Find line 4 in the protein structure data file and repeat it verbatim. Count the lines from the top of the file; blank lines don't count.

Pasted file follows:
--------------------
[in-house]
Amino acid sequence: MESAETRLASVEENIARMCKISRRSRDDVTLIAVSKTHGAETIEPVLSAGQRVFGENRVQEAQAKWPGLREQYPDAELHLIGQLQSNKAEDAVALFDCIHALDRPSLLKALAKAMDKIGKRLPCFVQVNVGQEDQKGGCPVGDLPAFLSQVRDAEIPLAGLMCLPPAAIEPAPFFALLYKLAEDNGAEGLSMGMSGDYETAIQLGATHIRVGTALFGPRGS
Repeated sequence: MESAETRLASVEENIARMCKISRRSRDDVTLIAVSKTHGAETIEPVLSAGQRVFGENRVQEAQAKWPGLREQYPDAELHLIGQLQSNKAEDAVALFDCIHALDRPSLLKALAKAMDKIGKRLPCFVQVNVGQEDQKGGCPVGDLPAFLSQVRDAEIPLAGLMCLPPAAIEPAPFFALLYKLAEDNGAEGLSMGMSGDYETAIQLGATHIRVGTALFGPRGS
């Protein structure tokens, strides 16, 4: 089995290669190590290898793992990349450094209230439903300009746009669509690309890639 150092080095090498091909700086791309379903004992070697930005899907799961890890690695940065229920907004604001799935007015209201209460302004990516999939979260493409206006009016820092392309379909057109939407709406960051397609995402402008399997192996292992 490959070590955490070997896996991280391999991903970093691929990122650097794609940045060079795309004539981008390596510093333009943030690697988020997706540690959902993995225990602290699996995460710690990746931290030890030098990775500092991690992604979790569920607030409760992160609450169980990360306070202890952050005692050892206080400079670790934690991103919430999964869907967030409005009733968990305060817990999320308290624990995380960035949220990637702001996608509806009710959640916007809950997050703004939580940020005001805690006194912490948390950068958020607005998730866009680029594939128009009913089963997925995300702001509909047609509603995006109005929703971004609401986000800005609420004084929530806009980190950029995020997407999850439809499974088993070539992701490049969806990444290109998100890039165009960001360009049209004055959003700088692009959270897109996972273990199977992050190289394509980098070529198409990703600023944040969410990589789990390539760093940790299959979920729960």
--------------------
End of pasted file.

């Protein structure tokens, strides 16, 4: 089995290669190590290898793992990349450094209230439903300009746009669509690309890639 150092080095090498091909700086791309379903004992070697930005899907799961890890690695940065229920907004604001799935007015209201209460302004990516999939979260493409206006009016820092392309379909057109939407709406960051397609995402402008399997192996292992 490959070590955490070997896996991280391999991903970093691929990122650097794609940045060079795309004539981008390596510093333009943030690697988020997706540690959902993995225990602290699996995460710690990746931290030890030098990775500092991690992604979790569920607030409760992160609450169980990360306070202890952050005692050892206080400079670790934690991103919430999964869907967030409005009733968990305060817990999320308290624990995380960035949220990637702001996608509806009710959640916007809950997050703004939580940020005001805690006194912490948390950068958020607005998730866009680029594939128009009913089963997925995300702001509909047609509603995006109005929703971004609401986000800005609420004084929530806009980190950029995020997407999850439809499974088993070539992701490049969806990444290109998100890039165009960001360009049209004055959003700088692009959270897109996972273990199977992050190289394509980098070529198409990703600023944040969410990589789990390539760093940790299959979920729960």